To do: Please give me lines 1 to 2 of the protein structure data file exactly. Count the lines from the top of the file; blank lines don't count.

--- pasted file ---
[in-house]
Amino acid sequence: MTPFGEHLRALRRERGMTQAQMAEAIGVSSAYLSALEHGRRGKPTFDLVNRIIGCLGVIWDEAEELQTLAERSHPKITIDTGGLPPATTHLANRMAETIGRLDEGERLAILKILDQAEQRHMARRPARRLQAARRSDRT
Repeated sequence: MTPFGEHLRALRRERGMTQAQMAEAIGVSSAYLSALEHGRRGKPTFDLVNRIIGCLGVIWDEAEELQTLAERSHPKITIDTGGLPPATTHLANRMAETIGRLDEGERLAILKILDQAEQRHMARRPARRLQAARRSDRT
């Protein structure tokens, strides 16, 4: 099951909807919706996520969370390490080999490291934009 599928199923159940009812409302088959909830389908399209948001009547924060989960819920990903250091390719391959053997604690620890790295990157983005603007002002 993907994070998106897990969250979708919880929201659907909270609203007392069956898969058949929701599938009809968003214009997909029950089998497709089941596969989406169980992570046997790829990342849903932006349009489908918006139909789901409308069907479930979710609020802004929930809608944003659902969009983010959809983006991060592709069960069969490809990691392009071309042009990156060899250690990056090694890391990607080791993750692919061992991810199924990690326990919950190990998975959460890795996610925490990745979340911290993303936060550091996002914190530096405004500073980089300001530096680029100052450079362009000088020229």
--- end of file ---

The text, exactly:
[in-house]
Amino acid sequence: MTPFGEHLRALRRERGMTQAQMAEAIGVSSAYLSALEHGRRGKPTFDLVNRIIGCLGVIWDEAEELQTLAERSHPKITIDTGGLPPATTHLANRMAETIGRLDEGERLAILKILDQAEQRHMARRPARRLQAARRSDRT